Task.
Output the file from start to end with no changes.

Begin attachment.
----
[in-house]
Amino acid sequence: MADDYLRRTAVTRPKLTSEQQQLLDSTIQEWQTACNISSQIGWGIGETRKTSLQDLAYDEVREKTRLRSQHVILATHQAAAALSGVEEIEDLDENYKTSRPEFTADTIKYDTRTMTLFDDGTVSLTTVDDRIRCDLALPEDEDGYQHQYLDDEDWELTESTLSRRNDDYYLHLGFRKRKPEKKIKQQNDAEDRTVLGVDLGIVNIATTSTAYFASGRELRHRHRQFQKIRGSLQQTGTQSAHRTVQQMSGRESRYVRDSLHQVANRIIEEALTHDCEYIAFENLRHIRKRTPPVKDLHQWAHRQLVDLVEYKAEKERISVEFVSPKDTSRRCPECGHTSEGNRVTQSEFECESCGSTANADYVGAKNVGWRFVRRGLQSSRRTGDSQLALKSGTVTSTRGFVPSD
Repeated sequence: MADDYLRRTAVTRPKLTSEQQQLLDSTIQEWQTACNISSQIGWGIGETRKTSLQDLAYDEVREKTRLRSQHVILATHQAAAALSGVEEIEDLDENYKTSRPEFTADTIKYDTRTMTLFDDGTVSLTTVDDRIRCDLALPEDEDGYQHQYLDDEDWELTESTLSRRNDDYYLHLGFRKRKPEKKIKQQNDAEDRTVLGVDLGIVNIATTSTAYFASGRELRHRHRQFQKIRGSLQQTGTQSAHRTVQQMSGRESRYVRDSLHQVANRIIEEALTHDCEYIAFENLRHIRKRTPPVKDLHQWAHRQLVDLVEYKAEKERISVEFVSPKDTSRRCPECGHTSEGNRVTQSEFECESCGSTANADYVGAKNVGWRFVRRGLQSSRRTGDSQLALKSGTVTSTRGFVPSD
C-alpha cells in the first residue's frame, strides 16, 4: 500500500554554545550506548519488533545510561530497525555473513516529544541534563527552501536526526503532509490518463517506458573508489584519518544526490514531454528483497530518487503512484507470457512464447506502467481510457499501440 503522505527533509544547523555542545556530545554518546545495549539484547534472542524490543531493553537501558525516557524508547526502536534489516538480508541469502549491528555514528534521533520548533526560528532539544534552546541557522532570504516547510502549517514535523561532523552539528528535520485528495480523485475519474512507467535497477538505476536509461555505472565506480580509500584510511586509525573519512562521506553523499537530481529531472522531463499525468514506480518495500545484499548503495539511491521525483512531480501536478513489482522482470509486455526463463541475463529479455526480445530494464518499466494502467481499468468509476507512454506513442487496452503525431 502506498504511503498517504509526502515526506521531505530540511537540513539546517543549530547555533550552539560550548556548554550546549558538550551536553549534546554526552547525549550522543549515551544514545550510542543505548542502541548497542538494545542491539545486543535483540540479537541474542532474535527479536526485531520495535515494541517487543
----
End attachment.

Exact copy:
[in-house]
Amino acid sequence: MADDYLRRTAVTRPKLTSEQQQLLDSTIQEWQTACNISSQIGWGIGETRKTSLQDLAYDEVREKTRLRSQHVILATHQAAAALSGVEEIEDLDENYKTSRPEFTADTIKYDTRTMTLFDDGTVSLTTVDDRIRCDLALPEDEDGYQHQYLDDEDWELTESTLSRRNDDYYLHLGFRKRKPEKKIKQQNDAEDRTVLGVDLGIVNIATTSTAYFASGRELRHRHRQFQKIRGSLQQTGTQSAHRTVQQMSGRESRYVRDSLHQVANRIIEEALTHDCEYIAFENLRHIRKRTPPVKDLHQWAHRQLVDLVEYKAEKERISVEFVSPKDTSRRCPECGHTSEGNRVTQSEFECESCGSTANADYVGAKNVGWRFVRRGLQSSRRTGDSQLALKSGTVTSTRGFVPSD
Repeated sequence: MADDYLRRTAVTRPKLTSEQQQLLDSTIQEWQTACNISSQIGWGIGETRKTSLQDLAYDEVREKTRLRSQHVILATHQAAAALSGVEEIEDLDENYKTSRPEFTADTIKYDTRTMTLFDDGTVSLTTVDDRIRCDLALPEDEDGYQHQYLDDEDWELTESTLSRRNDDYYLHLGFRKRKPEKKIKQQNDAEDRTVLGVDLGIVNIATTSTAYFASGRELRHRHRQFQKIRGSLQQTGTQSAHRTVQQMSGRESRYVRDSLHQVANRIIEEALTHDCEYIAFENLRHIRKRTPPVKDLHQWAHRQLVDLVEYKAEKERISVEFVSPKDTSRRCPECGHTSEGNRVTQSEFECESCGSTANADYVGAKNVGWRFVRRGLQSSRRTGDSQLALKSGTVTSTRGFVPSD
C-alpha cells in the first residue's frame, strides 16, 4: 500500500554554545550506548519488533545510561530497525555473513516529544541534563527552501536526526503532509490518463517506458573508489584519518544526490514531454528483497530518487503512484507470457512464447506502467481510457499501440 503522505527533509544547523555542545556530545554518546545495549539484547534472542524490543531493553537501558525516557524508547526502536534489516538480508541469502549491528555514528534521533520548533526560528532539544534552546541557522532570504516547510502549517514535523561532523552539528528535520485528495480523485475519474512507467535497477538505476536509461555505472565506480580509500584510511586509525573519512562521506553523499537530481529531472522531463499525468514506480518495500545484499548503495539511491521525483512531480501536478513489482522482470509486455526463463541475463529479455526480445530494464518499466494502467481499468468509476507512454506513442487496452503525431 502506498504511503498517504509526502515526506521531505530540511537540513539546517543549530547555533550552539560550548556548554550546549558538550551536553549534546554526552547525549550522543549515551544514545550510542543505548542502541548497542538494545542491539545486543535483540540479537541474542532474535527479536526485531520495535515494541517487543